MANILA - House of Representatives Speaker Pantaleon Alvarez has approved the recommendation of a panel to grant immunity to six witnesses of the Department of Justice on the alleged drug trade at the New Bilibid Prisons (NBP).
Granted immunity were former Bureau of Corrections chief and now National Bureau of Investigation (NBI) deputy director Rafael Ragos, his aide Jovencio Ablen, Rodolfo Magleo, Joel Capones, Jaime Pacho, and Herbert Colangco for their testimonies before the panel regarding the proliferation of the illegal drugs trade in the national penitentiary.
The House committee on justice made the recommendation to Alvarez upon the motion of House Majority Leader Rodolfo Farinas, as requested by Justice Secretary Vitaliano Aguirre II.
Aguirre revealed that the lawyers of the witnesses made the request for immunity for their testimony in Congress even if they are already covered by the government's Witness Protection Program.
Aguirre has accused former justice secretary and now Senator Leila de Lima of condoning the drug trade in Bilibid, an allegation that the neophyte senator has denied.
Giving a glimpse to the witnesses’ testimonies, Aguirre pointed to high-profile inmate Jaybee Sebastian as one of the inmates who raised money for de Lima’s senatorial bid in exchange for protection and special treatment at the Bilibid.
He said another high-profile inmate, convicted robbery group leader Herbert Colangco, will testify that he was ordered by Sebastian to sell drugs, a portion of the proceeds were supposedly given to de Lima.
Aguirre said Colangco claimed giving a P3 million monthly "payola" to de Lima.
Aguirre said Magleo, a former anti-narcotics cop, will testify that Sebastian had disclosed to him that several drug lords and inmates would be removed from the maximum security compound so he could monopolize the drug operations at the Bilibid.
Aguirre earlier said that some members of the group of high-profile inmates called the “Bilibid 19” had claimed that de Lima ordered their transfer to the NBI headquarters so Sebastian could monopolize the Bilibid drug trade.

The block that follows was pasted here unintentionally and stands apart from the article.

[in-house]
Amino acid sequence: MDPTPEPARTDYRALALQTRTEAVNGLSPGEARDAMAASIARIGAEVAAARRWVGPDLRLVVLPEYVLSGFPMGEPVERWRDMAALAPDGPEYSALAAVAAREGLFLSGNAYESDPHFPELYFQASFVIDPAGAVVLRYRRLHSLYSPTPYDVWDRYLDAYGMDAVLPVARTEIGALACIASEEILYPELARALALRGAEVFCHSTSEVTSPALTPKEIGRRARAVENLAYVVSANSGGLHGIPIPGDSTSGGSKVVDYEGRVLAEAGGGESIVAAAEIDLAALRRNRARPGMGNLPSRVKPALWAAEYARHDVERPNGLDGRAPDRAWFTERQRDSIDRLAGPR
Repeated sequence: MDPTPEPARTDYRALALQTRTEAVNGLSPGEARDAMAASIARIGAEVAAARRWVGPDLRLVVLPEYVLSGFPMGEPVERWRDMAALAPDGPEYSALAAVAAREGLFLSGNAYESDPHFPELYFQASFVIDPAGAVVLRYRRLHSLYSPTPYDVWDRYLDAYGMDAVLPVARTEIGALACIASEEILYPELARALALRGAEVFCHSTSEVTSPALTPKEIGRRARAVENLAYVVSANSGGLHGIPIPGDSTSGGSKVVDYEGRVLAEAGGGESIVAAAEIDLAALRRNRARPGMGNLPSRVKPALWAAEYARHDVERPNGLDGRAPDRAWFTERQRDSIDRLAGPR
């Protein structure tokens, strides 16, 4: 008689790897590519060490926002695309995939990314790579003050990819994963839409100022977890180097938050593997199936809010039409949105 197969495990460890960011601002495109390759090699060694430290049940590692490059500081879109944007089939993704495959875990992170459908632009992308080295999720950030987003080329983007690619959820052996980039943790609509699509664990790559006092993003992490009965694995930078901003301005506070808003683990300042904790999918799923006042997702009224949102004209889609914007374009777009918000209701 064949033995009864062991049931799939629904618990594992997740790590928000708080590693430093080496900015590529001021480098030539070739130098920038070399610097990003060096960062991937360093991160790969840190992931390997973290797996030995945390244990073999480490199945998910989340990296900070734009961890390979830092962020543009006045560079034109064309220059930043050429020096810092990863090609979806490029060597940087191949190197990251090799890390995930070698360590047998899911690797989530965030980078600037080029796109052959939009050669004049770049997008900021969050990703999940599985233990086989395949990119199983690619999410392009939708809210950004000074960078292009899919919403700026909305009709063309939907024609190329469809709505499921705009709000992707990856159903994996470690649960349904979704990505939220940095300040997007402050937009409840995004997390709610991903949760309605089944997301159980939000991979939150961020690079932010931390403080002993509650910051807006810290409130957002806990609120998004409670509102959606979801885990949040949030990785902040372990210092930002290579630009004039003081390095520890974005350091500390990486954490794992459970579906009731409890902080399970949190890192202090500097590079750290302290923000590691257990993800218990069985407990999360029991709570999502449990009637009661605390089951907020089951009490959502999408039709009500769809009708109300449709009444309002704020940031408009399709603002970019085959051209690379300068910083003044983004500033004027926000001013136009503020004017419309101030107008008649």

He said Magleo will testify that Sebastian paid millions to de Lima and then BuCor chief Franklin Bucayu, and that Sebastian was one of financiers of de Lima’s senatorial campaign.
Another Bilibid 19 inmate, Noel Martinez, will testify that Sebastian had ordered the “centralization” of the drug sale in the Bilibid and required him and other gang leaders to help.
Pacho, meanwhile, will testify that he referred a person to Sebastian who “received drugs and paid for it through bank deposits,” Aguirre said.
‘NOT ABOUT DE LIMA’
The first day of the committee's probe began in a jampacked, standing room only venue. Lawmakers, their staff members, the officials of the justice department and corrections bureau, as well the witnesses and their security escorts, filled the Andaya Hall, one of the bigger conference rooms in the Lower House.
The hearing started with Committee Chairman Rey Umali noting that people seem apathetic to extra-judicial killings attributed to the war against illegal drugs because of the perceived breakdown in the criminal justice system.
Umali also stressed that the hearing was not aimed at de Lima, a member of a sorority allied with his fraternity.
"I would like to disabuse the mind of my sis that this is a sham hearing and [that this] a kangaroo committee," he said.
Corrections Subcommittee Chairman Henry Oaminal said that according to news reports, more than 30 raids have been conducted from 2014-2016. Yet, despite these raids, the current realities show that the illegal drug trade discovered in the National Bilibid Prison not only continues, but actually thrives, he said.
"We come down to the crux of the issue -- why were we unable to stop such flagrant defiance of our laws, inside a government institution and manned by employees of the government, nonetheless?" he asked.